Hello Cataloging Chums
Interesting this one - the awkward definition of how near is near enough? - in FRBR terms
One of my very favorite plays is Arthur Miller's Death of a salesman - play text published and readily available. Now Miller's favorite Salesman was Dustin Hoffman - see video of the same name - not quite- Arthur Miller's Death of a salesman - as the title frame states. Now the link between these two is clear - the film adaptation of a stage play. Close (very close) link between the play text and the film.
Another film I really love is Howl's moving castle - a cartoon from Studio Ghibli - directed by Hayao Miyazaki (Latinized version of Japanese characters). I recently read the book (of the same name) by Diana Wynne Jones that the film is based on. Although sharing the same title the two works are hugely different.
I have had to sit through various of the Harry Potter films with one of my sons by my side muttering away darkly about the level of violence done to the original to fit it into the cinema. He clearly was struggling to see the connection.
Shakespeare's Roman plays are based on Plutarch's Lives - and could be claimed to indicate the same relationship as Example 2.
How close is close enough to be related?
At this point I think it helpful to differentiate between the view of the cataloger and the community that uses our productions.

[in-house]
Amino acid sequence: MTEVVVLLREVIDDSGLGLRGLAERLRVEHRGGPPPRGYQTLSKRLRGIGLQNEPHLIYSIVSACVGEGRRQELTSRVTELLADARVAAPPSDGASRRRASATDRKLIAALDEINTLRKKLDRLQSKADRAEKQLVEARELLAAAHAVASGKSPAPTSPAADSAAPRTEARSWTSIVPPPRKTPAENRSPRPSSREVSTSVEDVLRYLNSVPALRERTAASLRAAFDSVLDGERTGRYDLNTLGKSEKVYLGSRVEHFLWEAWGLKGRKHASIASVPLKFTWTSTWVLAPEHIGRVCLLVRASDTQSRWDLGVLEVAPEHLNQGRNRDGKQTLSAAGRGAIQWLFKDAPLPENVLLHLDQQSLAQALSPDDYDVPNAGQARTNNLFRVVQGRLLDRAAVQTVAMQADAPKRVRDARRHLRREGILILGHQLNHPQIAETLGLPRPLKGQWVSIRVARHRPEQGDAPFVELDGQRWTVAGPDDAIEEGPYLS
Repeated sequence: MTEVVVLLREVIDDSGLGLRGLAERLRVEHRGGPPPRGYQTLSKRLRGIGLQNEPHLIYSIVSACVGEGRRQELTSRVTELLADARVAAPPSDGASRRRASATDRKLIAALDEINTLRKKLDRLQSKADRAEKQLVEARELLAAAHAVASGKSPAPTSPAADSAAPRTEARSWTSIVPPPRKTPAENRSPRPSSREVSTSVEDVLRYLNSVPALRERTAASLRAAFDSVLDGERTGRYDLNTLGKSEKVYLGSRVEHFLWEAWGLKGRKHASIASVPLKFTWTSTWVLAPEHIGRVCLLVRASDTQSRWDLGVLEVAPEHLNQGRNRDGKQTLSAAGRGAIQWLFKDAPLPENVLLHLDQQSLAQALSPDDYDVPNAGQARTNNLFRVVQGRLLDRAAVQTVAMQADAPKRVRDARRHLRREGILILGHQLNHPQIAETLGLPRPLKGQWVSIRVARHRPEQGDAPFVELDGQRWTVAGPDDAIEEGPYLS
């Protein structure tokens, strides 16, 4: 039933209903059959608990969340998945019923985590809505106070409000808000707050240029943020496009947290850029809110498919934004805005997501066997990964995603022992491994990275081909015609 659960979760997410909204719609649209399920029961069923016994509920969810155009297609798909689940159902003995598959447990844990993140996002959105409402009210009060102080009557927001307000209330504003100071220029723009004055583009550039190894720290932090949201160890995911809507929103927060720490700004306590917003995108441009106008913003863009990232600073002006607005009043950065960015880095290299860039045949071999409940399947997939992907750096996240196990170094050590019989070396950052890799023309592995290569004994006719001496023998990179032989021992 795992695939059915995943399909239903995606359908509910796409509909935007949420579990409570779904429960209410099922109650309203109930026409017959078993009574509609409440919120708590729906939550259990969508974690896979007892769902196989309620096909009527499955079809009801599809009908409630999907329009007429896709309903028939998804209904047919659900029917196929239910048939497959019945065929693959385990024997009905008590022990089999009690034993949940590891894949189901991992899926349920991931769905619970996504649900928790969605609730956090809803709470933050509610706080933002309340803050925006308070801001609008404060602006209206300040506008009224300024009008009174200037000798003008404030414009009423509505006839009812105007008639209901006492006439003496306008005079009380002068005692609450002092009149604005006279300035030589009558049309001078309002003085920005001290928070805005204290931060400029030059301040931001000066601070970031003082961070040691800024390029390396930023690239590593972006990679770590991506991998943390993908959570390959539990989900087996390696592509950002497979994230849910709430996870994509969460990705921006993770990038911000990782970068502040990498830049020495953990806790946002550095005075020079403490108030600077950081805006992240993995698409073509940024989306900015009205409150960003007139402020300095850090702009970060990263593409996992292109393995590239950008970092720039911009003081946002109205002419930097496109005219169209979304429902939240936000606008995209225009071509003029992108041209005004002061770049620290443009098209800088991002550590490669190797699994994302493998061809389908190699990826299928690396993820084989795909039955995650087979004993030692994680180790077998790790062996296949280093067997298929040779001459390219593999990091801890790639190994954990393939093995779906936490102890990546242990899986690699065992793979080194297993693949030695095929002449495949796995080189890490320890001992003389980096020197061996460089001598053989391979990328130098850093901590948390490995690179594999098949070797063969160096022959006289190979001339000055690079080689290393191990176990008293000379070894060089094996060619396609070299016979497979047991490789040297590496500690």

Keith V. Trickey
Liverpool Business School
Liverpool John Moores University
From: Discussion List for issues related to cataloging & metadata education & training on behalf of Bloss, Marjorie
Sent: Mon 1/12/2009 6:02 PM
To: [log in to unmask]
Subject: Re: [eduCAT] incorporating RDA into a Cataloging and Classification class
In yesterday's NY Times, there was an editorial by Bono in which he compared Frank Sinatra doing two renditions/interpretations of "My Way." One was done in 1969 when, apparently, Sinatra was sick and tired of show business. It comes across as quite defiant. The second was done when Sinatra was 78. Bono says "The Nelson Riddle arrangement is the same [as the earlier version], the words and melody are exactly the same, but this time the song has become a heart-stopping, heartbreaking song of defeat. The singer's hubris is out the door. ... The song has become an apology."
I doubt Bono had FRBR in mind when he wrote the above, but to me, it provides an excellent example of an Expression. And we can probably get brownie points for knowing who Bono is. (At least this old cataloger can.)
Marjorie E. Bloss, Lecturer
Graduate School of Library & Information Science
7900 West Division Street
River Forest, IL 60305
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